2. Housing prices must be regulated, the cost of rental housing, in particular, tied to the calculation develop to determine what constitutes a living wage. That is how “affordable” is prevented from becoming “unaffordable” as the community becomes more prosperous.
  3. Posted as Addendum:  On the previous post I listed two essential elements of a remake of Reno (any town) that wishes to reinvent itself to become a place where the guiding principle for decision making is humanization, the primary concern of government in all matters being that all are served well by the decisions of government bodies.  In the piece I focused on matters of a living wage and availability of truly affordable housing.  There is a third component and it is critical to the implementation and maintenance of the truly humane city, an educational system that is focused squarely on, primarily on, first and foremost on helping students become effective and active participants in the democratic decision making process so that the decisions they make as citizens are sensible in the context of a humane society.  A place with a citizenry adept at deciding what is right and what is fair, that cares that decisions affecting all are fair and good for all is the decent place to live.As it stands, the primary goal of schools in the United States of America is to prepare students for the job market and not to participate in determining a proper and righteous economic system for a country founded on principles such as those described in the Declaration of Independence.  What sensibly educated  and humane person would ever support an economic system that, in order to help a few become wealthy, sets conditions that cause the lives of a good many to be well below the standard that those who have would find to be tolerable for themselves?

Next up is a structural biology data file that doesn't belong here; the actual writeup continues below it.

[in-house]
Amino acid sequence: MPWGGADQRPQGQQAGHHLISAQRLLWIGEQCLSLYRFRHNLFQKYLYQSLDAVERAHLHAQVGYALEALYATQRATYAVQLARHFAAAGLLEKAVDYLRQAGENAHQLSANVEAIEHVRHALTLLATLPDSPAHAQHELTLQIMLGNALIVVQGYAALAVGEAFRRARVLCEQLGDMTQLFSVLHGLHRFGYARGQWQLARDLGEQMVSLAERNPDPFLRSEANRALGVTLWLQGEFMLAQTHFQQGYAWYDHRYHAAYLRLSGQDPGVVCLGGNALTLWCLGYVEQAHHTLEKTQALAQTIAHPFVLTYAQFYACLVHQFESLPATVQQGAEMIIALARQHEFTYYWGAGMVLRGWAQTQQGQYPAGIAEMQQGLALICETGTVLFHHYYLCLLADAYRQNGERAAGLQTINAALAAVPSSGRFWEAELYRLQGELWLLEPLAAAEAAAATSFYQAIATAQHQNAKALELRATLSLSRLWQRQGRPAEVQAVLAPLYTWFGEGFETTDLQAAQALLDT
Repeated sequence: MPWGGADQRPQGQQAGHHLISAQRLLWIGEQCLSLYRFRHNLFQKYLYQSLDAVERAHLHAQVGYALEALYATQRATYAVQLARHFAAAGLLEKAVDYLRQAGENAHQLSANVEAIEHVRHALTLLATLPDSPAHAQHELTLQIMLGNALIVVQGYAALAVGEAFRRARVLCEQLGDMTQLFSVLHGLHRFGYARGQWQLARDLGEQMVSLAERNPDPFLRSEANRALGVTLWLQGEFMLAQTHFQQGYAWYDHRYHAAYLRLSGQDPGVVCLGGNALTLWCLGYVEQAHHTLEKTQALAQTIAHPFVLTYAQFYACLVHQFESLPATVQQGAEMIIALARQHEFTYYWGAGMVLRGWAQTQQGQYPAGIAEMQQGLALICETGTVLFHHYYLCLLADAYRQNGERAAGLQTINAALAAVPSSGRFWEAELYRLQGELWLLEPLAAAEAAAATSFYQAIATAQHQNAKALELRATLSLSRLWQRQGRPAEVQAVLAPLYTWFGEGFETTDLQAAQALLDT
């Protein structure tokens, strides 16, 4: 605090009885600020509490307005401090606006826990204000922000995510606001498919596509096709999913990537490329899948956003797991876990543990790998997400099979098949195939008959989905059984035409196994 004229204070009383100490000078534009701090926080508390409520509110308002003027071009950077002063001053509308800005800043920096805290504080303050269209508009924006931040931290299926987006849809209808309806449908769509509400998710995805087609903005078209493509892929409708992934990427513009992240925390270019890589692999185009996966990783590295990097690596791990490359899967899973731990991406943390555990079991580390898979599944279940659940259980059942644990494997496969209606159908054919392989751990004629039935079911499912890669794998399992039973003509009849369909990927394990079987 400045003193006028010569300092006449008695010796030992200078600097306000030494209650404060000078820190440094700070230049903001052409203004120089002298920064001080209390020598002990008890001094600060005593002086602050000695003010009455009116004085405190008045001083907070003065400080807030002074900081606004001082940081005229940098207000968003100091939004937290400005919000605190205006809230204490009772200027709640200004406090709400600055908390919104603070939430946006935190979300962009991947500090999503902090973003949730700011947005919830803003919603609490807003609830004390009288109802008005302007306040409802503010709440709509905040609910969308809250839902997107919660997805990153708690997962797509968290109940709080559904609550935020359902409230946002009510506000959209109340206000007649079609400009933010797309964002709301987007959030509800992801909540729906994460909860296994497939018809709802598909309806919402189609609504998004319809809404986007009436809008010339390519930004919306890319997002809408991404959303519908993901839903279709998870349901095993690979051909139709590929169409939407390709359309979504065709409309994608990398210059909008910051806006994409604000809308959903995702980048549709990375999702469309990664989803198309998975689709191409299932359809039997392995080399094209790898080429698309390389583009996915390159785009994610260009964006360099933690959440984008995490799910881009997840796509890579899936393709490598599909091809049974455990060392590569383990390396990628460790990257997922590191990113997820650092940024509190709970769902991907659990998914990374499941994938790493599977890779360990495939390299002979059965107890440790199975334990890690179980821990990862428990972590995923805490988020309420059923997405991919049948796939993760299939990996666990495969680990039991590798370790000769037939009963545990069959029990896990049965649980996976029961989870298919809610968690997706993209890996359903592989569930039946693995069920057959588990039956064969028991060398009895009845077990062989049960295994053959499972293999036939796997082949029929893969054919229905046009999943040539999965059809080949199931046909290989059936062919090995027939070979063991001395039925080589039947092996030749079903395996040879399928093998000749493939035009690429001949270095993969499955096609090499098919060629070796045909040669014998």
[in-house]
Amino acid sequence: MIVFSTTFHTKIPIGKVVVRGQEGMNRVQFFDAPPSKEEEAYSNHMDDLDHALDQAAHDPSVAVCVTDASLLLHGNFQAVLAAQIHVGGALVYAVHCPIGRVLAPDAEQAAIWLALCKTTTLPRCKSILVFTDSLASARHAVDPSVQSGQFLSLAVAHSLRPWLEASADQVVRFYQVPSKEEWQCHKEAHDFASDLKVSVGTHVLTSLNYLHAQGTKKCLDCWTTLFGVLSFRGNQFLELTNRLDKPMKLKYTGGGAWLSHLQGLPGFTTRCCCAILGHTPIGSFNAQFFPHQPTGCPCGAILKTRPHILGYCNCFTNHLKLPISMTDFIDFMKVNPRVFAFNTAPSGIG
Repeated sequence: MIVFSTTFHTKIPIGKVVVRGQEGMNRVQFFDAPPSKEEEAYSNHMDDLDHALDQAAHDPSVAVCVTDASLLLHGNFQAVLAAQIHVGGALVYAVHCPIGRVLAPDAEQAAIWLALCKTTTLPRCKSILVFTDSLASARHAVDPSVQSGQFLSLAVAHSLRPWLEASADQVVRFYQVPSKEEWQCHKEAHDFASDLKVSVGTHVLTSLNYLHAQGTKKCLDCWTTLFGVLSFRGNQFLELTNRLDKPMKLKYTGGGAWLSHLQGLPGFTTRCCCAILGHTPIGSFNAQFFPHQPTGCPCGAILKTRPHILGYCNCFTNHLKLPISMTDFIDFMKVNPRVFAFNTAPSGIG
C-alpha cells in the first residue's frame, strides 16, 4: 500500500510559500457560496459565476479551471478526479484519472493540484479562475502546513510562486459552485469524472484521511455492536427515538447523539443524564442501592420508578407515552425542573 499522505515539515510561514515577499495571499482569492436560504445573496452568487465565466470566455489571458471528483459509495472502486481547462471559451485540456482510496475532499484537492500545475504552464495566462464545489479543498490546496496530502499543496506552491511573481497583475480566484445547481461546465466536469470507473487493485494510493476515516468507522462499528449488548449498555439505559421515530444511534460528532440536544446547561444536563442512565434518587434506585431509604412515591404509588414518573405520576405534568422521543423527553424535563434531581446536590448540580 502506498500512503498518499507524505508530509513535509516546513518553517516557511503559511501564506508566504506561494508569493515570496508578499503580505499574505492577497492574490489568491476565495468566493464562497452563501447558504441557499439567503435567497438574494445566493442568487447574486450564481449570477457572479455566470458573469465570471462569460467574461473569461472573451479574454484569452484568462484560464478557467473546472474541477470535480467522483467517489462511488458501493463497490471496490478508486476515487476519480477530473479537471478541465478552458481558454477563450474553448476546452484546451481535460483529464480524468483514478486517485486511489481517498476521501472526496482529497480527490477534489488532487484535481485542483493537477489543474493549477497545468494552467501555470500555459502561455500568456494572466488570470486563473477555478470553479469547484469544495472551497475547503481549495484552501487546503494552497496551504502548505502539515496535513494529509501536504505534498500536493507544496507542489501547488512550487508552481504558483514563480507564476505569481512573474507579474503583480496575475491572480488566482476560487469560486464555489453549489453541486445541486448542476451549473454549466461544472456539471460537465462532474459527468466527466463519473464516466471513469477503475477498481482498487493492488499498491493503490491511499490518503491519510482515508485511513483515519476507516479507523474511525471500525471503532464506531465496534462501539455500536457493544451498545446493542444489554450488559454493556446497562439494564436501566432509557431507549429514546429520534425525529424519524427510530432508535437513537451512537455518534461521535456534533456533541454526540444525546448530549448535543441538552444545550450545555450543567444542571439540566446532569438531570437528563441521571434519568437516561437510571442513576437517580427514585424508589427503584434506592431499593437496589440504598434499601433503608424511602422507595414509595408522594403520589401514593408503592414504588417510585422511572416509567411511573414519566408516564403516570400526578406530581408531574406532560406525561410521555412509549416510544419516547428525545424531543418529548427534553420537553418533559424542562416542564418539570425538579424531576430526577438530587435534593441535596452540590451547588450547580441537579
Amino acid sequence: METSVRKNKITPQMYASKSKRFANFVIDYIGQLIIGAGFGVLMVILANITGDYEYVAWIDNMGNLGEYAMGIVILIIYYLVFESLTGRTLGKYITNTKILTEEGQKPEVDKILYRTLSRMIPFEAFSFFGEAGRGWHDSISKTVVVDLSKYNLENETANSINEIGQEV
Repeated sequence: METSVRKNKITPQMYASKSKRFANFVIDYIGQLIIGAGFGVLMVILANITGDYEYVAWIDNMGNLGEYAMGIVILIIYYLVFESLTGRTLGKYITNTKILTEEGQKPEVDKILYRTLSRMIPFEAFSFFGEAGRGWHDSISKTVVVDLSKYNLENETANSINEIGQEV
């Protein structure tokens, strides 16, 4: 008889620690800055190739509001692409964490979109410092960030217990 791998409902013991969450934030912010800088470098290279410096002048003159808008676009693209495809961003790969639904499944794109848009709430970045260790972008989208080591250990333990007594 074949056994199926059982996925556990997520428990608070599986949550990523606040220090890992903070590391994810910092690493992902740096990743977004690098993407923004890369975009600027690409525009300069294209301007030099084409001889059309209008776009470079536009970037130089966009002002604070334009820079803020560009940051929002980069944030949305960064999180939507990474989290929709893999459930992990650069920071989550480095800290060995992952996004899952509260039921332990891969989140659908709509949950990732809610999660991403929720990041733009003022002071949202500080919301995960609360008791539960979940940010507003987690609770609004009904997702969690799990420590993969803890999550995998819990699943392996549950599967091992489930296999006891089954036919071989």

So, point three:

    3.  Create schools that are dedicated to helping students grow good sense and develop the skills and knowledge and dispositions that allow them to be effective and humane participants in the decision making process by which people in a democratic society determine what is in the bests interests of the people, all people and not just some.

    Wild ideas, indeed, because we live in society dominated by an economic system that makes it impossible for good numbers of people to live decent lives and we have somehow been made to ignore the inhumanity of such a system.  Reno could become a humane community, a model for the best kind of community a sensible democratic society can produce, one in which all of the people live decent human lives.  Reno could dedicate itself, as a community, to going beyond what is possible in terms of funding for such things as education and health care, for instance by using government to make possible what is needed for the good of the whole.  A populace payed a living wage and paying taxes that are fair and reasonable for all can do a lot more than one in which necessary things for insuring high quality of life for all are unaffordable.